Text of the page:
Dr. Caroline Leaf – In this podcast (episode #425) and blog, I talk to former army captain, politician, attorney and podcast host Jason Kander about his new book Invisible Storm, managing and healing from PTSD and depression, what it looks like to seek help for mental health issues, overcoming mental health stigmas, and so much more!
As noted in his book:
“In 2017, President Obama, in his final Oval Office interview, was asked who gave him hope for the future of the country, and Jason Kander was the first name he mentioned. Suddenly, Jason was a national figure.
As observers assumed he was preparing a run for the presidency, Jason announced a bid for mayor of Kansas City instead and was headed for a landslide victory. But after eleven years battling PTSD from his service in Afghanistan, Jason was seized by depression and suicidal thoughts. He dropped out of the mayor’s race and out of public life. And finally, he sought help.
In this brutally honest second memoir, Invisible Storm, Jason has written the book he needed in the most painful moments of his PTSD. In candid, in-the-moment detail, we see him struggle with undiagnosed illness during a presidential bid, witness his family buoy him through challenging treatment, and, giving hope to so many of us, see him heal.”
As Jason points out, in the army, the message you receive is that what you are doing is no big deal, and other people have it much worse. This makes it easier for people in military to do their job, especially when they are surrounded by danger and doing potentially life-threatening tasks. The notion that it is “no big deal” is like mental armor and helps soldiers do what they need to do.
However, when you get out of army, there is no process for switching off this mindset. Many soldiers know [think] that it is okay for people to get help, but also believe that what they did “is no big deal” compared with what other people have gone through. Consequently, many former members of the military feel that if they are struggling and ask for help, this dishonors people that have gone through more than they have. Unfortunately, the military doesn’t do a good job of teaching soldiers when they are discharged that they have actually been through a lot and are entitled to get help.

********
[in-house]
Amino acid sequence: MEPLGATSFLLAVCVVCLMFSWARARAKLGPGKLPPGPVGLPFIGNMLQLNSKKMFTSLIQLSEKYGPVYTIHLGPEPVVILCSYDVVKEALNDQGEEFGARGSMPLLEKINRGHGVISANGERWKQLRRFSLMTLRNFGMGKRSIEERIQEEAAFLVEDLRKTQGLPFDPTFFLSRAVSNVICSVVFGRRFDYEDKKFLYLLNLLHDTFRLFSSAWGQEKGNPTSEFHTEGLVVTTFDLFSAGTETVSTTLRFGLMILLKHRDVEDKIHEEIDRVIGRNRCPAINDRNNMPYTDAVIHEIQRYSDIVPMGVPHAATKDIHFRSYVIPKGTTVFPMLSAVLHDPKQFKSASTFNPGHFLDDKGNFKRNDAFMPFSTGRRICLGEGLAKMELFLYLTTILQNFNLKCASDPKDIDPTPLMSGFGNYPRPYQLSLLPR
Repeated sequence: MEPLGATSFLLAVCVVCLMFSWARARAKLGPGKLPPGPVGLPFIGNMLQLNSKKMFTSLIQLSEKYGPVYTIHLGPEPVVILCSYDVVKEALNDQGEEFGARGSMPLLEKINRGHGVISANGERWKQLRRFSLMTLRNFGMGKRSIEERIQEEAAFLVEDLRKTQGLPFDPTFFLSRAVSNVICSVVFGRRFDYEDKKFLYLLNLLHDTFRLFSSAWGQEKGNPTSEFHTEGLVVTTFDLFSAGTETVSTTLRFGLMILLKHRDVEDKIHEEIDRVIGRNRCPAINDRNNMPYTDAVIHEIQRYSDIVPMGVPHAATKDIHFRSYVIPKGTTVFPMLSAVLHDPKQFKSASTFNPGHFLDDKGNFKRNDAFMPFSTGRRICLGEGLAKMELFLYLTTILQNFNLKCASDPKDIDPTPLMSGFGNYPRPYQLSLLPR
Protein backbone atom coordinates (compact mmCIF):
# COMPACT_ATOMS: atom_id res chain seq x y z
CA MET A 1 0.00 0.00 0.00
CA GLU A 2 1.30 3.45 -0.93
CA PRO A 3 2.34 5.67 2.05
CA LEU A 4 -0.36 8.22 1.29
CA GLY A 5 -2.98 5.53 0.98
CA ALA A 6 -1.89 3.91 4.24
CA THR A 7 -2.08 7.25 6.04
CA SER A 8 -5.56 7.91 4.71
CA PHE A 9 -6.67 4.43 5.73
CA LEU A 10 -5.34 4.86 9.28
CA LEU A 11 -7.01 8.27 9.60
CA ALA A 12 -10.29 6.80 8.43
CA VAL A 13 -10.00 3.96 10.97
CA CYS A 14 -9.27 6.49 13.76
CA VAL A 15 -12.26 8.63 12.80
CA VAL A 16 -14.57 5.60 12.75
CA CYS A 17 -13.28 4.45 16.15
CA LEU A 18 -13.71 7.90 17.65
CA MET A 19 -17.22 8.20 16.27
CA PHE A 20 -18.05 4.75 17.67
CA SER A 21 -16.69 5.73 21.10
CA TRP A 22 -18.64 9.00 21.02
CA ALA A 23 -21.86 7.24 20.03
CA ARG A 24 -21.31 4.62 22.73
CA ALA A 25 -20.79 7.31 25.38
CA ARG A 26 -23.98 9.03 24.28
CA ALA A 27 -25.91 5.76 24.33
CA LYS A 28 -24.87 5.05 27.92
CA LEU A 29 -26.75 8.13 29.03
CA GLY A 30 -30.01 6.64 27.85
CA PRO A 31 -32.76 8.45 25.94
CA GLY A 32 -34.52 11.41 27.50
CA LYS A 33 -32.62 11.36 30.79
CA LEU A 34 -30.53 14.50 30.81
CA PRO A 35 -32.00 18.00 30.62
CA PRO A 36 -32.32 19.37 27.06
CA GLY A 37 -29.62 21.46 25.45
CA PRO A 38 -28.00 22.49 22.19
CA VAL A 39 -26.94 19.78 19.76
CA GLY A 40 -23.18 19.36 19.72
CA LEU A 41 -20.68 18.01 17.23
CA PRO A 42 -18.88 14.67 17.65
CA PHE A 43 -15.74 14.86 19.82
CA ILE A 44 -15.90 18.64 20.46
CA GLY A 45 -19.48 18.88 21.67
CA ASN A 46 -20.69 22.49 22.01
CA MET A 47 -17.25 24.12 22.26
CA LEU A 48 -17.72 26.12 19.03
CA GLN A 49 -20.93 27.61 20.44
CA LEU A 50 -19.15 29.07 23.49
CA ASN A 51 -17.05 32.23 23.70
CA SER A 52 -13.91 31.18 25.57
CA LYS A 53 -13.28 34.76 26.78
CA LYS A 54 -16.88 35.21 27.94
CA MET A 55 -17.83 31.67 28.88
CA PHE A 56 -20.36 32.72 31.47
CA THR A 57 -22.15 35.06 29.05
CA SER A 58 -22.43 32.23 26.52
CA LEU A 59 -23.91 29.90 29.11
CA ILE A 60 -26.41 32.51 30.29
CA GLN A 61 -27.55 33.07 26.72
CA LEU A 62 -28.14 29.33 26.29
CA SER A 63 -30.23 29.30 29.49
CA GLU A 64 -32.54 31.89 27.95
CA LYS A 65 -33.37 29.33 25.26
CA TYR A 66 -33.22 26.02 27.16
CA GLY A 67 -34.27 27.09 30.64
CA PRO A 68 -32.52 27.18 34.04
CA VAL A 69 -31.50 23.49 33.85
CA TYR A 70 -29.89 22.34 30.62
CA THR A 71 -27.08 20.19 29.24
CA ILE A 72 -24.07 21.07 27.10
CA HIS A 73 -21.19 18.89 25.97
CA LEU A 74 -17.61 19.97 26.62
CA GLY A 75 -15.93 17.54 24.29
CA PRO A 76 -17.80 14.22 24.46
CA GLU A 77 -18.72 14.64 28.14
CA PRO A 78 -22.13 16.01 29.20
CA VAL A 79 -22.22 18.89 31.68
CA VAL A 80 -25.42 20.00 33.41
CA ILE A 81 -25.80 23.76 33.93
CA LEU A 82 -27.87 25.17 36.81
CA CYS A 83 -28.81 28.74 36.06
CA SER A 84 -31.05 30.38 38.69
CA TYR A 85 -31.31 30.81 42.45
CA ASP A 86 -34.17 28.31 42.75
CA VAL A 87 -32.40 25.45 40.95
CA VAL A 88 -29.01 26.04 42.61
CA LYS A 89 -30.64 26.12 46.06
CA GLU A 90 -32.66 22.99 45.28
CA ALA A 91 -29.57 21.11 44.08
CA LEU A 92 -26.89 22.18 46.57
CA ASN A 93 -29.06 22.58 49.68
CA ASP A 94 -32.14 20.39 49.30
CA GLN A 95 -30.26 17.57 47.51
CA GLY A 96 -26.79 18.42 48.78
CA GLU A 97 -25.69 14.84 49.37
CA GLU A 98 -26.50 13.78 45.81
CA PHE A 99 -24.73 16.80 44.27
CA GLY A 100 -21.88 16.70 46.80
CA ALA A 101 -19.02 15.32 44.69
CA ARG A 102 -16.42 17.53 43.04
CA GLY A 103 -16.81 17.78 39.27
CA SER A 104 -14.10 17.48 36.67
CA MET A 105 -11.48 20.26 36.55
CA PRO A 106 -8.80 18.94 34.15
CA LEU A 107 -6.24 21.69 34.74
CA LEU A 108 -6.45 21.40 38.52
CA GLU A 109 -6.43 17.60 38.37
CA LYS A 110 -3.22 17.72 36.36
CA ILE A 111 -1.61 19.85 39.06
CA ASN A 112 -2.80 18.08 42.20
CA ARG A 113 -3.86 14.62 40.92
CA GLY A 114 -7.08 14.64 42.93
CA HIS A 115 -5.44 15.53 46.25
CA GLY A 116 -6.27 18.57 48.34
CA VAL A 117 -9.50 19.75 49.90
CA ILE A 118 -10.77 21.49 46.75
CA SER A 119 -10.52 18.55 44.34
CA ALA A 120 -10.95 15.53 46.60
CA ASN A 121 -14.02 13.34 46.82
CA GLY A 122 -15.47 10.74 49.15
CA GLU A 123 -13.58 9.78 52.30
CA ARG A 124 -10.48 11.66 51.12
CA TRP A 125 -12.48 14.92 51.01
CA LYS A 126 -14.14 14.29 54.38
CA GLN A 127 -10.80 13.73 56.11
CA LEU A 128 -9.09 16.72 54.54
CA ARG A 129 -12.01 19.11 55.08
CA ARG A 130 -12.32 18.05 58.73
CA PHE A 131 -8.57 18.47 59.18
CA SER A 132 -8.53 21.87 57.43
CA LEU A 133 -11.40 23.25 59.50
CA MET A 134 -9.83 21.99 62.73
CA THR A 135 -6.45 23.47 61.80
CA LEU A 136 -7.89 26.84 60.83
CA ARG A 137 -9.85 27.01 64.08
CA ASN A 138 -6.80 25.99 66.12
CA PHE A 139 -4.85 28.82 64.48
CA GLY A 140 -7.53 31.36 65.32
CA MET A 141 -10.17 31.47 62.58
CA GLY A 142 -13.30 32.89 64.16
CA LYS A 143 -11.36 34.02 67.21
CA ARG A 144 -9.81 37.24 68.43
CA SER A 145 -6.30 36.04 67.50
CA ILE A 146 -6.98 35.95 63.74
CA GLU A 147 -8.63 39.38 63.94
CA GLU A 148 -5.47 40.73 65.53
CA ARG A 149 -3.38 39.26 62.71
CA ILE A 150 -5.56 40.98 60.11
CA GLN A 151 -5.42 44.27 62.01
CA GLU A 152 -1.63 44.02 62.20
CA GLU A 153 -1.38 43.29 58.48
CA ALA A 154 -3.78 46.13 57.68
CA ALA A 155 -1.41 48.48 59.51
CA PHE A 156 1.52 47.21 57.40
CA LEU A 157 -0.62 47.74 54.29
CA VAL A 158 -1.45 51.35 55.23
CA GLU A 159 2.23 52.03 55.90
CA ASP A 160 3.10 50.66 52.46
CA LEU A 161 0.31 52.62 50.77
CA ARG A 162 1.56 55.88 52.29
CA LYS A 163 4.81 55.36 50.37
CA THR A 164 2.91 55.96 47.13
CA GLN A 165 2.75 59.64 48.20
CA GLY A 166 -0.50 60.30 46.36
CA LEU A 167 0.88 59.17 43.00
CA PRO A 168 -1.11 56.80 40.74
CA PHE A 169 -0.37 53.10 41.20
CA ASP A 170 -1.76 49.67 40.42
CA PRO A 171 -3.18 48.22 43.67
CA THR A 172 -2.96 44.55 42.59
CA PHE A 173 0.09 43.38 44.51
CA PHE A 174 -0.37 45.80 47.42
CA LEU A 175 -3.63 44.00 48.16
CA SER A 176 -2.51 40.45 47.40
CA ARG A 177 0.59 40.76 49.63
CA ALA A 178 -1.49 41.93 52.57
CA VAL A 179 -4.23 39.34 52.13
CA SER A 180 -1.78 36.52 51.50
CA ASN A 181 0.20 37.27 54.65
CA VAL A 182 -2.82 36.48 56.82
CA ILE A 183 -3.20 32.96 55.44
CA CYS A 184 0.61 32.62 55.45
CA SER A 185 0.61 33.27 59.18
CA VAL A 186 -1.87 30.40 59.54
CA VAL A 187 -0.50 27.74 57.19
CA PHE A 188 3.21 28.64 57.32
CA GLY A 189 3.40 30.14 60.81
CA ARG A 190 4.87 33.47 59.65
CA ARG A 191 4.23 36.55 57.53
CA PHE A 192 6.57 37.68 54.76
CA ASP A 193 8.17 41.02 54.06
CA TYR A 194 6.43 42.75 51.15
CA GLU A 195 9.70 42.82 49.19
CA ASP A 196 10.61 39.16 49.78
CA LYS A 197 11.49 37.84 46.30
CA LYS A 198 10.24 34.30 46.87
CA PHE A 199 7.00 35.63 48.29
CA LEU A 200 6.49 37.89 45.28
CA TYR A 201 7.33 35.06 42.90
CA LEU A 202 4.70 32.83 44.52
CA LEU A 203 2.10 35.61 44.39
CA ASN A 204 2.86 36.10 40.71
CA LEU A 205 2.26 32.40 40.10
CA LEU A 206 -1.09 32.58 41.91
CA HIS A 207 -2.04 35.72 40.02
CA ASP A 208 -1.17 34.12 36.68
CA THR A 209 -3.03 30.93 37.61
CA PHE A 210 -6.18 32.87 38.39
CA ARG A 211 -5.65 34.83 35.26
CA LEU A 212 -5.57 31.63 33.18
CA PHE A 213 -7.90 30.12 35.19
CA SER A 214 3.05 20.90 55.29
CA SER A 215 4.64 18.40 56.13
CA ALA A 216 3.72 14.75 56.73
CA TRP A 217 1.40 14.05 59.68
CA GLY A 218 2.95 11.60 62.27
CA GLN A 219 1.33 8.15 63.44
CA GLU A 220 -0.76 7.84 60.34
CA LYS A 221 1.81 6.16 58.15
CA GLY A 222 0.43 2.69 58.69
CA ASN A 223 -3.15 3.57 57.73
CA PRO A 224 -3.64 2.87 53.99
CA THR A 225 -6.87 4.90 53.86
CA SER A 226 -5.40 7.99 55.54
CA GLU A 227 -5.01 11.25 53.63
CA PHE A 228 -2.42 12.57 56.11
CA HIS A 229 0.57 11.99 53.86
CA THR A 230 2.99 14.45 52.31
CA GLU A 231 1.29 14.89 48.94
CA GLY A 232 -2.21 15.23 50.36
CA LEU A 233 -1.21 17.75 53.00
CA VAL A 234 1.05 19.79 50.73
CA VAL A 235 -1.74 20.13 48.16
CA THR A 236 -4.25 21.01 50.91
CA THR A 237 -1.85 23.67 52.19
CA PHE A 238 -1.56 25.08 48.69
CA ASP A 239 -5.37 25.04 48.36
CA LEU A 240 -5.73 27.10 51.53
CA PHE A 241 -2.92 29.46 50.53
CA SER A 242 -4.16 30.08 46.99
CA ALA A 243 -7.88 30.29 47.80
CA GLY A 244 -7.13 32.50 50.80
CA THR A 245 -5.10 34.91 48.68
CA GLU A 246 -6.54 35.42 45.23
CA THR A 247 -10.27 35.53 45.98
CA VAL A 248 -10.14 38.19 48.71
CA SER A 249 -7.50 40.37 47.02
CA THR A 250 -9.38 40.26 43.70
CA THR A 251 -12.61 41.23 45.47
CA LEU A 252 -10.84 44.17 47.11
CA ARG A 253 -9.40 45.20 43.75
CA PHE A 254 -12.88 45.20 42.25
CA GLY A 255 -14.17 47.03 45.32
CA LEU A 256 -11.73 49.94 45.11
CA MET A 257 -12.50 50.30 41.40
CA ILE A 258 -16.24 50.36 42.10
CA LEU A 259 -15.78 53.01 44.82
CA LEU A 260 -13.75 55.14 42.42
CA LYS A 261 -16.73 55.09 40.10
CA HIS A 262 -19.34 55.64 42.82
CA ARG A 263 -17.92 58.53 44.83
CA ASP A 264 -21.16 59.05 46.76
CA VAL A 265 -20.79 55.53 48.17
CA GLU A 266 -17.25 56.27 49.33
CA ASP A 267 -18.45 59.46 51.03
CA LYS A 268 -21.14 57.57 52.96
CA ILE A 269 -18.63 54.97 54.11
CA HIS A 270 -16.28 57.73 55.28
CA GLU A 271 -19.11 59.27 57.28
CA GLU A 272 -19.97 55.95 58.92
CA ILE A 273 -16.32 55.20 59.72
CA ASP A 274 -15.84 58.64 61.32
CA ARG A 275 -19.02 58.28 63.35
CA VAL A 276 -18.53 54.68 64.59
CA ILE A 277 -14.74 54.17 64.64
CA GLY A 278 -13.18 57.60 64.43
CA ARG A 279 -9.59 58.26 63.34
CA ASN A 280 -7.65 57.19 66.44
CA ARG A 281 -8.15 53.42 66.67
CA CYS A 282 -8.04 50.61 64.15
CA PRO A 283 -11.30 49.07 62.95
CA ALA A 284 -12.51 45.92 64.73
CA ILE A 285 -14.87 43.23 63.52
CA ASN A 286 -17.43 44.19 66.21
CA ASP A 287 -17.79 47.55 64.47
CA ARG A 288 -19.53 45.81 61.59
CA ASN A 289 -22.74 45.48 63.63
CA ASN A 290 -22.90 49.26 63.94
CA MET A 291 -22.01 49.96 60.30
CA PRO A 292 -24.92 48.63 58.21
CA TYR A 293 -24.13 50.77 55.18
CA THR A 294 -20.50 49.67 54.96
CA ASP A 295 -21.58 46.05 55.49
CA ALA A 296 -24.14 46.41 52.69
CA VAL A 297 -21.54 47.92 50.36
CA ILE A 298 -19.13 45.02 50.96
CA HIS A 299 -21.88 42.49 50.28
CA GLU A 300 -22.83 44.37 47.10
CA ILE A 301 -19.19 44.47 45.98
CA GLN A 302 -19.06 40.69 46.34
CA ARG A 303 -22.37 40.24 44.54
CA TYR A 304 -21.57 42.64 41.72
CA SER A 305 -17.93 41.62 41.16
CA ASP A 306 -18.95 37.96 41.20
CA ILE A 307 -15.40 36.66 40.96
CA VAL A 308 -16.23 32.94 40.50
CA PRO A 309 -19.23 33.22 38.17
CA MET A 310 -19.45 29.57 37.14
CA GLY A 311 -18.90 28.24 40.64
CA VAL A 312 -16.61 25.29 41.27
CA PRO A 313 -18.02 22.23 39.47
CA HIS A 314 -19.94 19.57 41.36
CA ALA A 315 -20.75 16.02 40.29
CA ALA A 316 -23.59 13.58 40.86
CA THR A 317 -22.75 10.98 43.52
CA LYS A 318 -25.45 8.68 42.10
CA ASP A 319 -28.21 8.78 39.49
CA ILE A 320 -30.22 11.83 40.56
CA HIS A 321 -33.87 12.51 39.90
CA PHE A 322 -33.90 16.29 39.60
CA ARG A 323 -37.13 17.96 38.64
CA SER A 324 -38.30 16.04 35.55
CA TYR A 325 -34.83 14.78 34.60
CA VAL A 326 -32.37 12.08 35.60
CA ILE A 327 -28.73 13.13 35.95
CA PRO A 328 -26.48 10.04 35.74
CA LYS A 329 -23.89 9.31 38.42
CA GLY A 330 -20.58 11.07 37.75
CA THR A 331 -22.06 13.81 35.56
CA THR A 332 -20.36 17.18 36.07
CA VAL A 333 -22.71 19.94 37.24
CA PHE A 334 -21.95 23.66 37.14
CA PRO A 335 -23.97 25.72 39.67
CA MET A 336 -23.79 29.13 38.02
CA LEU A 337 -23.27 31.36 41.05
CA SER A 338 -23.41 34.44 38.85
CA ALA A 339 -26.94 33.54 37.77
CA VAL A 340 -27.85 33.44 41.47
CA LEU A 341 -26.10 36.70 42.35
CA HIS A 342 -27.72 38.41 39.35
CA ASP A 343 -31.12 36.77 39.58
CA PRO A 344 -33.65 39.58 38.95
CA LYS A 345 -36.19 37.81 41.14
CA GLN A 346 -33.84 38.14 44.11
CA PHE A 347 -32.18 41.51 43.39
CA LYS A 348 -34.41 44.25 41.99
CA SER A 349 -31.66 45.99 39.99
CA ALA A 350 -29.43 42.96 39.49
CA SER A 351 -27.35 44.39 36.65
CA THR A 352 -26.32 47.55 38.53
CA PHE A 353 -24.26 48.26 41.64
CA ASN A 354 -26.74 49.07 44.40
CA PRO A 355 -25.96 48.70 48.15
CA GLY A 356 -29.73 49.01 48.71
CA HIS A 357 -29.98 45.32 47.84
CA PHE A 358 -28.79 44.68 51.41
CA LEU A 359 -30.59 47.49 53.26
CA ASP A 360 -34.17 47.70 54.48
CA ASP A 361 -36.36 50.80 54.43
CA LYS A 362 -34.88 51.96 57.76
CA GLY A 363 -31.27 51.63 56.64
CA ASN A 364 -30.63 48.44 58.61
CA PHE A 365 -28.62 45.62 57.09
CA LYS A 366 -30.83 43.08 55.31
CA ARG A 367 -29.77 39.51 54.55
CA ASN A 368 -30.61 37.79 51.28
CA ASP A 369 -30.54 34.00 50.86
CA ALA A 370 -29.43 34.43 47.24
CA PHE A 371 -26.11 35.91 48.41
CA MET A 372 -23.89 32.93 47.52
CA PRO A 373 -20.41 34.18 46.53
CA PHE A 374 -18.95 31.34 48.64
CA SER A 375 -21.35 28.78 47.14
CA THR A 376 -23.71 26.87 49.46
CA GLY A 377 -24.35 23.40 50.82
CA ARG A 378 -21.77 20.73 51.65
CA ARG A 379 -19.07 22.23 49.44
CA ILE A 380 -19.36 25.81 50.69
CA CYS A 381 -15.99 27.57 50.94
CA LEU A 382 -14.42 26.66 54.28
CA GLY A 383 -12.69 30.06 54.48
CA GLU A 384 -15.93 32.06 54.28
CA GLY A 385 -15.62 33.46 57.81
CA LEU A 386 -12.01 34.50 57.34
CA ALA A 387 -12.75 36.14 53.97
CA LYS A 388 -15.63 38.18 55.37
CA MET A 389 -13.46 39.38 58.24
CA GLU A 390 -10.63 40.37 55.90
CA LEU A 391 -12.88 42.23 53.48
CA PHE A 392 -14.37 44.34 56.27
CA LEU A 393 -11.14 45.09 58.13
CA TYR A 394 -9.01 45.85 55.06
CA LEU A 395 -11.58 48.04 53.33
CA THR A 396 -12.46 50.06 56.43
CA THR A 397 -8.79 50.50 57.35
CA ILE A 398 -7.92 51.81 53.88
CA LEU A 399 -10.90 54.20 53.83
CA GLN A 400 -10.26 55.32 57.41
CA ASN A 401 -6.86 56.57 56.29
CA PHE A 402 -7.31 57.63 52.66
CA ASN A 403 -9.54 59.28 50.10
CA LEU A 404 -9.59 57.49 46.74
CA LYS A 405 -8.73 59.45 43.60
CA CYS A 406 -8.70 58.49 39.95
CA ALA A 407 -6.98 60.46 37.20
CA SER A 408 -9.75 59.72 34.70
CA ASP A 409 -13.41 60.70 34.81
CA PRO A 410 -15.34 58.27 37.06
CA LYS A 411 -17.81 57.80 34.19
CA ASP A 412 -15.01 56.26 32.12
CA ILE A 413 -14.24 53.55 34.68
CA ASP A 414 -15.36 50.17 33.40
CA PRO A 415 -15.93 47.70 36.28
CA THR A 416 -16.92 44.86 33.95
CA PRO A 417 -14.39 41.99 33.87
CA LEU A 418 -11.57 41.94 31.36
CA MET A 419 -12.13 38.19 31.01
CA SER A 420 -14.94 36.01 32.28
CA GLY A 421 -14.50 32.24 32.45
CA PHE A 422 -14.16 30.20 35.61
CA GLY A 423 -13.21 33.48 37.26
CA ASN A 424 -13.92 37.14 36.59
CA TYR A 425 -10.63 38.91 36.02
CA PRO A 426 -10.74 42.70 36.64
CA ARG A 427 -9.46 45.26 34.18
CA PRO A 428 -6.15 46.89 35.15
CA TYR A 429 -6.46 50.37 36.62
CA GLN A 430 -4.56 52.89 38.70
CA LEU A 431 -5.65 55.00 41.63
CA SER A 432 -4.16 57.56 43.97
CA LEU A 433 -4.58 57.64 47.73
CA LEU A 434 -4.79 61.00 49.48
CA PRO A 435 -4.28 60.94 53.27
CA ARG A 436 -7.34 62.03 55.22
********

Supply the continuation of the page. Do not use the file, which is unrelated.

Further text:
Indeed, we all need to process our experiences, even if we haven’t gone to war or been in the military. We all go through challenges, and if we don’t process what we go through, it can affect our lives in other ways, such as the night terrors that Jason experienced.
As I have mentioned before, everything we experience is stored in our nonconscious mind. Things that happen to us do not just go away—we cannot outrun our past. We have to go through it; we have to reconceptualize our memories before they impact how we function.
As Jason points out, there is a common misconception that if enough time goes by, we will be okay, but trauma doesn’t age well. We have to put in the hard work and deal with our stuff and change how it plays out in our future. This is part of being human.
Indeed, we are with ourselves always, which is why mind management and self-regulation are so important. These are life skills, not one-off things. We cannot just “fix” an issue and move on. Life is filled with ups and downs, and figuring out how to manage these feelings and how they impact us is one of the most important things we can learn as human beings.
To read the original article click here.